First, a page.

"Great Catch of Fish," John August Swanson. Used by permission from the artist.
Image © by John August Swanson. Artwork held in the Luther Seminary Fine Arts Collection, St. Paul, Minn.
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Tower in Siloam
Luke 13:1-9, 31-35 Commentary
by Sharon H. Ringe
Apparently, groups of people wander in and out of the audience, so that the various instructions and commentaries need to be sorted out as for Jesus’ disciples or a larger crowd of onlookers. His immediate audience is a crowd of interested and curious folks who may or may not be committed to Jesus’ ministry and his goals. They are, however, folks trying to deal with the reality of their life as an occupied people governed in the interests of Rome’s imperial project. They have been dealing with how to navigate the probably corrupt and certainly biased legal system (12:57-59).
Some in the group inquire about an issue in their recent experience: what does Jesus think about it (13:1)? We do not know the specifics of Pilate’s slaughter of some Galileans. The sad truth is that Pilate’s regime was violent and arbitrary in its treatment of people entrusted to his governance, and most specific incidents left no traces in the public imperial records. (Before we act horrified ...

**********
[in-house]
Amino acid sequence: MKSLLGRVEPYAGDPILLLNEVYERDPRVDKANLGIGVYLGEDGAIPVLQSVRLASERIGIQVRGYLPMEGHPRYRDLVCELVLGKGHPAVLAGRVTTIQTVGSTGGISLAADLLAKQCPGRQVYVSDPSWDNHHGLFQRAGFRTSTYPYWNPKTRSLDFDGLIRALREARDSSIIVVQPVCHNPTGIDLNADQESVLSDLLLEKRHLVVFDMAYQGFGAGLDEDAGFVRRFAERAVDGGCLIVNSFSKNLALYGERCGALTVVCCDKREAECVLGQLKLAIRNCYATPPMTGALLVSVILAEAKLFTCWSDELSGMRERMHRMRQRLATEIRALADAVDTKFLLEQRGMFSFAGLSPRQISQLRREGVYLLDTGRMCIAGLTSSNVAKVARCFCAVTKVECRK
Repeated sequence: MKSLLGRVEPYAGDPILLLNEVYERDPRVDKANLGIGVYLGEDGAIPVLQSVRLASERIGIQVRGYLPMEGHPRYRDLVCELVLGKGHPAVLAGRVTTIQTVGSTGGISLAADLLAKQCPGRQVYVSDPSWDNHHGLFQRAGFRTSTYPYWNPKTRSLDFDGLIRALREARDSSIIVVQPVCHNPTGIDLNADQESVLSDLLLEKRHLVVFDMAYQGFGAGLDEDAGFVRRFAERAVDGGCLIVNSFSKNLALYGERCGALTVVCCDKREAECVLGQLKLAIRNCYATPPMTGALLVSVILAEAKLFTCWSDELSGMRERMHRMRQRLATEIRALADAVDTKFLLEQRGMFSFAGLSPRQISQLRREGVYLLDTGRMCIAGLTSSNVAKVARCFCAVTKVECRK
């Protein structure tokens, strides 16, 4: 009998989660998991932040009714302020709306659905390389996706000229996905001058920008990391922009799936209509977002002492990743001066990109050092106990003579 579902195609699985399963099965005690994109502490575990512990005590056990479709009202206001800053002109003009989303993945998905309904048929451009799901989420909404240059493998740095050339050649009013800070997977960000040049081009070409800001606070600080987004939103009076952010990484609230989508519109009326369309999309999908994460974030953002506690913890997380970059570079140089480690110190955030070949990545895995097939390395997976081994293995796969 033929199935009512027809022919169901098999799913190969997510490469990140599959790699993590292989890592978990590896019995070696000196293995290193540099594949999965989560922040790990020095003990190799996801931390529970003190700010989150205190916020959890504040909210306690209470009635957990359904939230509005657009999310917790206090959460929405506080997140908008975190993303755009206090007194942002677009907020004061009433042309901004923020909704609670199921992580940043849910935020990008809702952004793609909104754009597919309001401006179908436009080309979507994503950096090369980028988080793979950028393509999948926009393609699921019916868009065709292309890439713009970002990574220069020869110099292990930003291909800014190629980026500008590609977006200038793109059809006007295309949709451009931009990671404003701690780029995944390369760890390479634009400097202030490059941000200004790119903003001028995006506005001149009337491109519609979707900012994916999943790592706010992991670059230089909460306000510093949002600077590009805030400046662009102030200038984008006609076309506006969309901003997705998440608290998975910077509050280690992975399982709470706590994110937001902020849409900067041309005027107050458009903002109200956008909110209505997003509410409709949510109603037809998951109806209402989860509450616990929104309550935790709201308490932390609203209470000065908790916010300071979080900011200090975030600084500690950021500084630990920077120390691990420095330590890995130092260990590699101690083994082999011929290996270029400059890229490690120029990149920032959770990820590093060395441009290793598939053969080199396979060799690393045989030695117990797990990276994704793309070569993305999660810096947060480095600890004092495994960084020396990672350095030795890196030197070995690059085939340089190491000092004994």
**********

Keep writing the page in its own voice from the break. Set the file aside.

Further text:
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Summer 2020 Readings
2020-21 Readings (Year 3)
The narrative lectionary is a four-year cycle of readings. Read more.
Narrative Lectionary 071: Tower in Siloam
February 24, 2013
Join Profs. Rolf Jacobson, Mary Shore, and Craig Koester for "I Love to Tell the Story," a weekly conversation on the narrative lectionary. This week's readings are: Luke 13:1-9, 31-35; and Psalm 122 or 122:6.